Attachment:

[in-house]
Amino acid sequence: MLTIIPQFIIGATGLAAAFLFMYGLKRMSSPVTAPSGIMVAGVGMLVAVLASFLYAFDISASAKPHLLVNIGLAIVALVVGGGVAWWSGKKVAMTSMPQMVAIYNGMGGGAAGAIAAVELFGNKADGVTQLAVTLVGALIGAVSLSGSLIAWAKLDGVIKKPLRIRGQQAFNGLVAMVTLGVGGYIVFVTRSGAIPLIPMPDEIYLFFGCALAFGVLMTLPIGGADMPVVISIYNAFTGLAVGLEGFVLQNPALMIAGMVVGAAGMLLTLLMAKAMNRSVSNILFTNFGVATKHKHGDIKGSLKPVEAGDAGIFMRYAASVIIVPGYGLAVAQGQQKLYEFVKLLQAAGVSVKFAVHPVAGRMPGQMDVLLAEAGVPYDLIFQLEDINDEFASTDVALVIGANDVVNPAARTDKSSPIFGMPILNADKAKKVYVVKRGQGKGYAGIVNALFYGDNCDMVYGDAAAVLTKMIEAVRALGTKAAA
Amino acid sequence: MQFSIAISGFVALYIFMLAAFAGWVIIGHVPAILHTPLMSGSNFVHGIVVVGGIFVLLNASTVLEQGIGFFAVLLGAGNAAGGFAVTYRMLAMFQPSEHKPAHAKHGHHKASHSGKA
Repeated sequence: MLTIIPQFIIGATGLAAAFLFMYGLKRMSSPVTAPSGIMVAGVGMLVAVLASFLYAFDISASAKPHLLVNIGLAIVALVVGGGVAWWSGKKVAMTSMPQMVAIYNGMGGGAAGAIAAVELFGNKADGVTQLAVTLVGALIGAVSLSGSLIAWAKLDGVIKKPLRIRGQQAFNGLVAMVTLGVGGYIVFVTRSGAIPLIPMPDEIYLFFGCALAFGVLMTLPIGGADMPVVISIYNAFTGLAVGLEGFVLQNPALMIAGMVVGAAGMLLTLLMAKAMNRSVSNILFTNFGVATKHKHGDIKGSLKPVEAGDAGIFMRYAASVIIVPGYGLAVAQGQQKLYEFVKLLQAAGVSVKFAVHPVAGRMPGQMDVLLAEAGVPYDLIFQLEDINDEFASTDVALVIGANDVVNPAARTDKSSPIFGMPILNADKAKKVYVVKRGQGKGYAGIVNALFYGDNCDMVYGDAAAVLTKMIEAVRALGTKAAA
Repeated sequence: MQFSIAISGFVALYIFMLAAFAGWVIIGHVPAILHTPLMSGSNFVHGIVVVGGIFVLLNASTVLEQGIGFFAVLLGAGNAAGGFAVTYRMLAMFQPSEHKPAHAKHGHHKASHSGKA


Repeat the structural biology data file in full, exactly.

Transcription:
[in-house]
Amino acid sequence: MLTIIPQFIIGATGLAAAFLFMYGLKRMSSPVTAPSGIMVAGVGMLVAVLASFLYAFDISASAKPHLLVNIGLAIVALVVGGGVAWWSGKKVAMTSMPQMVAIYNGMGGGAAGAIAAVELFGNKADGVTQLAVTLVGALIGAVSLSGSLIAWAKLDGVIKKPLRIRGQQAFNGLVAMVTLGVGGYIVFVTRSGAIPLIPMPDEIYLFFGCALAFGVLMTLPIGGADMPVVISIYNAFTGLAVGLEGFVLQNPALMIAGMVVGAAGMLLTLLMAKAMNRSVSNILFTNFGVATKHKHGDIKGSLKPVEAGDAGIFMRYAASVIIVPGYGLAVAQGQQKLYEFVKLLQAAGVSVKFAVHPVAGRMPGQMDVLLAEAGVPYDLIFQLEDINDEFASTDVALVIGANDVVNPAARTDKSSPIFGMPILNADKAKKVYVVKRGQGKGYAGIVNALFYGDNCDMVYGDAAAVLTKMIEAVRALGTKAAA
Amino acid sequence: MQFSIAISGFVALYIFMLAAFAGWVIIGHVPAILHTPLMSGSNFVHGIVVVGGIFVLLNASTVLEQGIGFFAVLLGAGNAAGGFAVTYRMLAMFQPSEHKPAHAKHGHHKASHSGKA
Repeated sequence: MLTIIPQFIIGATGLAAAFLFMYGLKRMSSPVTAPSGIMVAGVGMLVAVLASFLYAFDISASAKPHLLVNIGLAIVALVVGGGVAWWSGKKVAMTSMPQMVAIYNGMGGGAAGAIAAVELFGNKADGVTQLAVTLVGALIGAVSLSGSLIAWAKLDGVIKKPLRIRGQQAFNGLVAMVTLGVGGYIVFVTRSGAIPLIPMPDEIYLFFGCALAFGVLMTLPIGGADMPVVISIYNAFTGLAVGLEGFVLQNPALMIAGMVVGAAGMLLTLLMAKAMNRSVSNILFTNFGVATKHKHGDIKGSLKPVEAGDAGIFMRYAASVIIVPGYGLAVAQGQQKLYEFVKLLQAAGVSVKFAVHPVAGRMPGQMDVLLAEAGVPYDLIFQLEDINDEFASTDVALVIGANDVVNPAARTDKSSPIFGMPILNADKAKKVYVVKRGQGKGYAGIVNALFYGDNCDMVYGDAAAVLTKMIEAVRALGTKAAA
Repeated sequence: MQFSIAISGFVALYIFMLAAFAGWVIIGHVPAILHTPLMSGSNFVHGIVVVGGIFVLLNASTVLEQGIGFFAVLLGAGNAAGGFAVTYRMLAMFQPSEHKPAHAKHGHHKASHSGKA